There are people who do full length Audaxes riding fixed wheel, but personally I find that on longer rides having well spaced gears with a suitable range is particularly important. I always prefer to pedal at a reasonably high cadence rather than slog along in a high gear, and this seems particularly important for longer rides such as these. All the bikes I used had gearing modified to suit my personal preferences, and in the case of the Moulton AM7 and the Bike Friday Pocket Rocket these rides prompted me to make some overdue modifications. Generally the ratios were very similar on all the bikes, ranging from about 28 inches to the mid 80's, (about 26 to 76 on the Brompton SP). Usually I regard my bottom gear as for emergencies only, and as a psychological boost (it's very reassuring to know that there is still one more gear left), but on all these rides the full range of gears was used. On several of the rides the bottom gear was only just low enough (particularly on the hills at Arley and Coalport rising from the River Severn on the Double Severn event). I could have used a higher top gear at times on all the events, but I'm quite happy to forgo this and coast for a bit in order to have the low gears when I need them. All the bikes I used had pure derailleur gears (no hubs or Sachs 3x7s), but there is no real reason not to use hub gears, though there is a small weight penalty and except in the case of the 3x7 system I find that pure hub gears usually have at least one rather wide gap in the range which does my knees no good. Only the Pocket Rocket had a double chainwheel (Campagnolo gearing), and it offered no wider overall gear range, and made gear changes more awkward, plus the extra weight of the second chainwheel and changer mechanism. The single chainwheel system of the other bikes - 7-speed for the Brompton SP, 8-speed for the Moulton AM7 and 9-speed for the Birdy Red) were simple and reliable, provided an adequate range and were well spaced. The conventional Thorn used for a recce had a triple chainwheel, and although this did give a considerably wider spread of gears, I personally still like the singe chainwheel systems.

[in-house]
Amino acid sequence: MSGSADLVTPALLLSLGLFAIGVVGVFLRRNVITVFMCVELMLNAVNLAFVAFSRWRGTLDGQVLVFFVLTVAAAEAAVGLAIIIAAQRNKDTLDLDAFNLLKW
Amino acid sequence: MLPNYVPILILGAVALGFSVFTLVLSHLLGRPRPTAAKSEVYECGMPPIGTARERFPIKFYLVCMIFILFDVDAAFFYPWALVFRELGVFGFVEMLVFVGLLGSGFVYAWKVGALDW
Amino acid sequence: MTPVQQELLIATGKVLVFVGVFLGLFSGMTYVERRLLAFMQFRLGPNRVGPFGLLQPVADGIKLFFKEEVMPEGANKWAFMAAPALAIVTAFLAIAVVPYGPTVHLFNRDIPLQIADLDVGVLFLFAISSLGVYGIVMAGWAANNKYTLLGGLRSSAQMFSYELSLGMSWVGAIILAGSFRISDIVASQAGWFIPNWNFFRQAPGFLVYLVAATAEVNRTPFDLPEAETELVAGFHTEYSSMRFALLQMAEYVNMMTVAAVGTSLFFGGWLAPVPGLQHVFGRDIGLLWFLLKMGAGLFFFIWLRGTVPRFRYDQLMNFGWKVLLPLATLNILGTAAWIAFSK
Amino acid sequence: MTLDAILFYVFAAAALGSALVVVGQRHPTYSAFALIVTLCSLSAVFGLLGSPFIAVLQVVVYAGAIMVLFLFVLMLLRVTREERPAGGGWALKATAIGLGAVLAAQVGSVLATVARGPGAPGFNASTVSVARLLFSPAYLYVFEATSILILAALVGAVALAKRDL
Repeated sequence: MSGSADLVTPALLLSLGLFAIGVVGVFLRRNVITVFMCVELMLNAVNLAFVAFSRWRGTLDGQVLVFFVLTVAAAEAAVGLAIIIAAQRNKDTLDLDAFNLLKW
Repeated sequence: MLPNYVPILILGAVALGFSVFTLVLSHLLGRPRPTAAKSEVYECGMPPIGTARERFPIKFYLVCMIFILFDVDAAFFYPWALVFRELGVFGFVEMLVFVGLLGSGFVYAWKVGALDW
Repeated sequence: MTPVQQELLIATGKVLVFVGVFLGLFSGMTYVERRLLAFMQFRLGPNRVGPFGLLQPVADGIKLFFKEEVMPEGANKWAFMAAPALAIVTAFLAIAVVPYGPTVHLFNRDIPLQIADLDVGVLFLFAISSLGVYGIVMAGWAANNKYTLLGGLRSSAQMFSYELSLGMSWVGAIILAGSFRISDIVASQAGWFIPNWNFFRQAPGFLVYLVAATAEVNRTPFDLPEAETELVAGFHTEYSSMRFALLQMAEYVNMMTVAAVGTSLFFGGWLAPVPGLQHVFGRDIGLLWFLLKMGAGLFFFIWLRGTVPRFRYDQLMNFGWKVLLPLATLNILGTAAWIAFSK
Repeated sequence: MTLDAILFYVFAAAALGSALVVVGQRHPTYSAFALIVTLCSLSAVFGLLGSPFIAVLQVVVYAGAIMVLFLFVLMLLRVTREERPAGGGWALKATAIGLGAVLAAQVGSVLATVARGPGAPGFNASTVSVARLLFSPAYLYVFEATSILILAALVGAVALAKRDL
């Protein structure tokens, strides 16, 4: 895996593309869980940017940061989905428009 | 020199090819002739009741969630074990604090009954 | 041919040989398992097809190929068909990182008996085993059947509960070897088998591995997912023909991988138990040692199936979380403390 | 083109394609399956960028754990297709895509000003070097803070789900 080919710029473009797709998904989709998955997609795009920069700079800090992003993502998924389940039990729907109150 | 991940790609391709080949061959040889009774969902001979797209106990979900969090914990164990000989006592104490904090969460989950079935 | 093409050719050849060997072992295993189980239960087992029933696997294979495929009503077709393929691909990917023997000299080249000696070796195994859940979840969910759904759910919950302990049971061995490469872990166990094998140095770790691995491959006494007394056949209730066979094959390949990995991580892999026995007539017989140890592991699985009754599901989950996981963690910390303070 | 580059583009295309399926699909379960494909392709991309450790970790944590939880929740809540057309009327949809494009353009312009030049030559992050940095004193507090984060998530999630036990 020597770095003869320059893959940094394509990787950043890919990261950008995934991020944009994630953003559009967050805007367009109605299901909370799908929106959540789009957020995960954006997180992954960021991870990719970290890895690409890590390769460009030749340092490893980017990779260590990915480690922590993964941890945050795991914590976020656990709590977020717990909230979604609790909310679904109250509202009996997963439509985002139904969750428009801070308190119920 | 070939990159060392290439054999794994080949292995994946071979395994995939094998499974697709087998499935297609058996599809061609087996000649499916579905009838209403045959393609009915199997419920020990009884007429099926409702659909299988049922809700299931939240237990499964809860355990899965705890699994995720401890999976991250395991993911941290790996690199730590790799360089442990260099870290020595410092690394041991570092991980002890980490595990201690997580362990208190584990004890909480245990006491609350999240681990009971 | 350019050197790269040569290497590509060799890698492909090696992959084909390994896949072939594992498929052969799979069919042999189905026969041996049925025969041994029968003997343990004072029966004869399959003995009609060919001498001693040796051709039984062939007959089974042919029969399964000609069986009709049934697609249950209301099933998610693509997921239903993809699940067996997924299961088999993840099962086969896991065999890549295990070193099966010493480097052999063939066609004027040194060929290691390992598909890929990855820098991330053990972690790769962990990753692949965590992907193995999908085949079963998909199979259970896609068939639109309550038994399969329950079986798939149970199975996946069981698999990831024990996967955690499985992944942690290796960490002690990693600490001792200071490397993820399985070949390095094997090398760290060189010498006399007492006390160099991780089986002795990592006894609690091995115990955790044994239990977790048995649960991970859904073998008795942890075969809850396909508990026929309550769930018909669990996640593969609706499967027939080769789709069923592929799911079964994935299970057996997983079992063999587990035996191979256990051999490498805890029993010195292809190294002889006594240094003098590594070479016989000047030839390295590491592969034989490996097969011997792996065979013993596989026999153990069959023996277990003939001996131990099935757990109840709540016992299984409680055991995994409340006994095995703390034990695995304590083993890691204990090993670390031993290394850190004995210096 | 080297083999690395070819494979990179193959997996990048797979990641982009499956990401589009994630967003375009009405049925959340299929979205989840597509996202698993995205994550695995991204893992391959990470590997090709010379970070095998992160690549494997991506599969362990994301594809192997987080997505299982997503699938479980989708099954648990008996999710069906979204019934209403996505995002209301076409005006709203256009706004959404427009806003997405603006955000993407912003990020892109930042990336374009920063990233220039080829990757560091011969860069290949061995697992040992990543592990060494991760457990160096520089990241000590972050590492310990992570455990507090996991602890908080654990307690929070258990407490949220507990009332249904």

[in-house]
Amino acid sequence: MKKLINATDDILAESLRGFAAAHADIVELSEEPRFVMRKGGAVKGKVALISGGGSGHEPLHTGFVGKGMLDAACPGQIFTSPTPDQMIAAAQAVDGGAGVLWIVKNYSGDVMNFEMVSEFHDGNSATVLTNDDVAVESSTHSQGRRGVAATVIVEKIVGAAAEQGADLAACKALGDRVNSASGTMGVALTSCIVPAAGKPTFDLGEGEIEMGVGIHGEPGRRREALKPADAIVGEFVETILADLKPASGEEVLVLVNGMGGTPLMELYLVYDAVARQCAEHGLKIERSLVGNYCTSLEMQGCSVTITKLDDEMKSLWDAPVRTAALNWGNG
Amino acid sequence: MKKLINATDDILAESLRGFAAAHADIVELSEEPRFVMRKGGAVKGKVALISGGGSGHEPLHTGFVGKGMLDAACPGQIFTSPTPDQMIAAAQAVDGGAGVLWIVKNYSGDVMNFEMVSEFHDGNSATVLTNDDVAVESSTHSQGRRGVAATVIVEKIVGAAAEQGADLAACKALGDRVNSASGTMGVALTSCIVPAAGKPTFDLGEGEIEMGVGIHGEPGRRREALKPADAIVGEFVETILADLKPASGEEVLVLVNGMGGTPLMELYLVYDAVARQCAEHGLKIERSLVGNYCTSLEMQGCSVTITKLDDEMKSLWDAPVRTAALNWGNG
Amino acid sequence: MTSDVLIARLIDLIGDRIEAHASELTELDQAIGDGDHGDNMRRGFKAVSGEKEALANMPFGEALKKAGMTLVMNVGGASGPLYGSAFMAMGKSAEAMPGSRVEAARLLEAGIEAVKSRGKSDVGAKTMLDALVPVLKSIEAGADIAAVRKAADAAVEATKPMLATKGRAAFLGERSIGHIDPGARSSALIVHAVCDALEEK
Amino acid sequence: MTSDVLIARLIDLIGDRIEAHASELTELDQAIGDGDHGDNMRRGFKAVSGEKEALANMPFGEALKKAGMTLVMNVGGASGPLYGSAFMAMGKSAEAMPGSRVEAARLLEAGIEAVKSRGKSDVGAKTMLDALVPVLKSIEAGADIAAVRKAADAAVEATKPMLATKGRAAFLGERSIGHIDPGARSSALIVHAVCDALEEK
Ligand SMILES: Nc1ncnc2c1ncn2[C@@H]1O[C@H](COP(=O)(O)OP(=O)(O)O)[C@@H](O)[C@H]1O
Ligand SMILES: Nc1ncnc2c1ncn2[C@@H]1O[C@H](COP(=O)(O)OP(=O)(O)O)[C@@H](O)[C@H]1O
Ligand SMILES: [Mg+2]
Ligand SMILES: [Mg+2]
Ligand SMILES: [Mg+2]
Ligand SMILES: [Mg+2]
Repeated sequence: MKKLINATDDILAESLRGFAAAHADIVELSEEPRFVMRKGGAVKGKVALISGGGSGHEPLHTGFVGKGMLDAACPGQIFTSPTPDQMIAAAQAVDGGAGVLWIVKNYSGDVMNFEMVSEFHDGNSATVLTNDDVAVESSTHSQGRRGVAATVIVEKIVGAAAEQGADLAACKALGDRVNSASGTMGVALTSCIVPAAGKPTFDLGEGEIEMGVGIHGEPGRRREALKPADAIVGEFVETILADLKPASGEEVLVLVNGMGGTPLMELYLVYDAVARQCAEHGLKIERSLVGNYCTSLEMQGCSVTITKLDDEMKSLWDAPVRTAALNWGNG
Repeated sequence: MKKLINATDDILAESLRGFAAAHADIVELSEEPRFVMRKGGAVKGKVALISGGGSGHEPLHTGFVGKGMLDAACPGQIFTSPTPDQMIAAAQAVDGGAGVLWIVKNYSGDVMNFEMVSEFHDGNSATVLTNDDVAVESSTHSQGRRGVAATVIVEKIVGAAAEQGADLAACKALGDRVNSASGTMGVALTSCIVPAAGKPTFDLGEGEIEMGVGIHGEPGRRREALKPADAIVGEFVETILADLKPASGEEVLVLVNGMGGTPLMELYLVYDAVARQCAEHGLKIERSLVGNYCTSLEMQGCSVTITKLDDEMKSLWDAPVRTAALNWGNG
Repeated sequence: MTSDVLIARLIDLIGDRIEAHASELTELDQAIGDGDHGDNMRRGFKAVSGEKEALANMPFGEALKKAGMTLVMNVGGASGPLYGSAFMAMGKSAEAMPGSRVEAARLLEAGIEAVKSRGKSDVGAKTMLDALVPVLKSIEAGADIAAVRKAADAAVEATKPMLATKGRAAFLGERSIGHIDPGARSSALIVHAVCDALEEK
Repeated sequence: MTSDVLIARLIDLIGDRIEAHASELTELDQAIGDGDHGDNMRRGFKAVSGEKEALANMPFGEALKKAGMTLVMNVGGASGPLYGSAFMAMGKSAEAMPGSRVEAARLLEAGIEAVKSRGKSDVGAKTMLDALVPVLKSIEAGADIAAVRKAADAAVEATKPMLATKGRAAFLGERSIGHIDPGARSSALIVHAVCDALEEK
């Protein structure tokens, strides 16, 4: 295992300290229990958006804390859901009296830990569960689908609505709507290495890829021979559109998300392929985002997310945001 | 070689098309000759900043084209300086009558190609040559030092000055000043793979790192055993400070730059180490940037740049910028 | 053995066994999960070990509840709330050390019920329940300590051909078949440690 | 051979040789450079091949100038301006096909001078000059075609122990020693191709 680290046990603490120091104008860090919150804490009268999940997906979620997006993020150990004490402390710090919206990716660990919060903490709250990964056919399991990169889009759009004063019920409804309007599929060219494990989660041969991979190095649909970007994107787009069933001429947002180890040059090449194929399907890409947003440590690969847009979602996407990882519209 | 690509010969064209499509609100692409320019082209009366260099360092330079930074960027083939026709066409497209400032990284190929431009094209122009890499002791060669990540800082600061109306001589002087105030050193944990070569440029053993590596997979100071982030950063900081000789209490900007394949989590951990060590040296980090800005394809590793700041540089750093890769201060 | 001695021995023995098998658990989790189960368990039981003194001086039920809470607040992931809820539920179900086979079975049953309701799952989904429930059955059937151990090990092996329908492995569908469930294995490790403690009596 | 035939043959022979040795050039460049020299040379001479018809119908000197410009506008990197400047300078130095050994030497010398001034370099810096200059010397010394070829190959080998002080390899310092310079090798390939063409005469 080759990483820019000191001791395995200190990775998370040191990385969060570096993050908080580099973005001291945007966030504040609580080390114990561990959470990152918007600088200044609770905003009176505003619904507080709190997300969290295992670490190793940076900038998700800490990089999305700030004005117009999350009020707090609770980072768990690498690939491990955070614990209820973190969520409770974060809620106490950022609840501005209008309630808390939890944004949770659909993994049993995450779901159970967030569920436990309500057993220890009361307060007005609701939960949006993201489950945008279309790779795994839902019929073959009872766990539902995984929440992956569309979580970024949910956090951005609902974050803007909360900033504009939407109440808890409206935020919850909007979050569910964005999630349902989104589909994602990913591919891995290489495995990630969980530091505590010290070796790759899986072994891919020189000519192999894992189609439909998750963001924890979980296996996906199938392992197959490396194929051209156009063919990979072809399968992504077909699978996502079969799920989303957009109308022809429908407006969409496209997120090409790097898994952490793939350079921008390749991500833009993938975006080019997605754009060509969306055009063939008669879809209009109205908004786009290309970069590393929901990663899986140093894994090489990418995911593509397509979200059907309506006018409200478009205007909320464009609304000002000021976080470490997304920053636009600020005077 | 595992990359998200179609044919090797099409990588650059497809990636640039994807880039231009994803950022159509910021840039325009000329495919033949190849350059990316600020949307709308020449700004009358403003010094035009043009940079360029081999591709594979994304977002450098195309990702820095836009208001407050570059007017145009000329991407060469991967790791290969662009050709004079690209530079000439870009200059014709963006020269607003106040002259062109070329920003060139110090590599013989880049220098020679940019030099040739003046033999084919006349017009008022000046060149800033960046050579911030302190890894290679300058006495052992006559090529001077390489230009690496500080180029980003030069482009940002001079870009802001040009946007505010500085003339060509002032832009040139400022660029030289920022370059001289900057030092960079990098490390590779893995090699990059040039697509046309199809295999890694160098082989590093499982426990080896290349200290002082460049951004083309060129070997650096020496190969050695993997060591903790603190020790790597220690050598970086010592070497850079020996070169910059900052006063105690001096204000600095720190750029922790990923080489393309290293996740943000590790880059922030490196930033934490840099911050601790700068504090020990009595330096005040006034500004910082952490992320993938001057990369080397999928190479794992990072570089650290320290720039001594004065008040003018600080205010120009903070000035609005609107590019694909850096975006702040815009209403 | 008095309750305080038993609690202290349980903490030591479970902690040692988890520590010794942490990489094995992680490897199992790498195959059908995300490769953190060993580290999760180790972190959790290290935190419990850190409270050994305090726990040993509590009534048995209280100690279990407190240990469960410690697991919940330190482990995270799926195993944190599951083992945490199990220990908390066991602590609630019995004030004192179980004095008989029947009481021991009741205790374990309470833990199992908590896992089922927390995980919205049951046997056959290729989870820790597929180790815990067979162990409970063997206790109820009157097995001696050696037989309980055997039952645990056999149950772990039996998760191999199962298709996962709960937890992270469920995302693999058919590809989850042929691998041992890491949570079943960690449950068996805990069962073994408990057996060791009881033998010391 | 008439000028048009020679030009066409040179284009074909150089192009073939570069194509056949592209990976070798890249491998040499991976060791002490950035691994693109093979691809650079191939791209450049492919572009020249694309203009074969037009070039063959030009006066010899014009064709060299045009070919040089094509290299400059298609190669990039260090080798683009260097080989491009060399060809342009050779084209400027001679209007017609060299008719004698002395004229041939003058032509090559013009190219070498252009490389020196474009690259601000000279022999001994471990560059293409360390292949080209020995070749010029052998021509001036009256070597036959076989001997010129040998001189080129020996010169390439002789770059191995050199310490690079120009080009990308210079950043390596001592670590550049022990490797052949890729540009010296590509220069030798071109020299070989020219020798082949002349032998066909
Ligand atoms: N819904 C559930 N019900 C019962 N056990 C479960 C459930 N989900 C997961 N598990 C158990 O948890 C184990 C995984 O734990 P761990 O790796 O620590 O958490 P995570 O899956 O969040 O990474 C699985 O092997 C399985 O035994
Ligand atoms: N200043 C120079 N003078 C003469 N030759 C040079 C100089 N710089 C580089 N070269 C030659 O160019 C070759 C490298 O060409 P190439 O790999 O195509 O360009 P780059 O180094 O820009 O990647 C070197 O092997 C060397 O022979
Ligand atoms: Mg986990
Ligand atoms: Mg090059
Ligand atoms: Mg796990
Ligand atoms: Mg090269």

Tyres make a big difference to the riding qualities of a bike, and over these distances, all on-road, a low rolling resistance high pressure tyre makes life a lot easier. In fact with all the folders and separables there was very little if any choice available anyway. The Thorn was run on its standard 28mm Panaracer Pasella tyres, which performed at least as well as anything, but there may be other even more suitable tyres for these 700c rims - the choice is enormous. The Bike Friday's IRC 451 sized tyres were also excellent for this road riding - they are also surprisingly good off road in an emergency, though the narrow width and almost smooth tread makes them less than ideal under such conditions, particularly on stones. The Primos also performed well, and the AM Wolbers were also good performers. As always the Birdy was slightly let down (figuratively) by its tyres - they did not feel as free rolling as the others, though they are quite adequate, and are probably happier than any of the others off road. Oddly none of the bikes I used had the 20 inch 406 wheels and tyres - one of the most popular sizes, and with a good choice of tyres, unlike the other smaller wheels. Continental Grand Prix or Schwalbe City Jet (Reportedly no longer in production, but still listed by St Jon Street Cycles in the latest issue of A to B) or Primo tyres would probably be a good choice in this size for this sort of riding.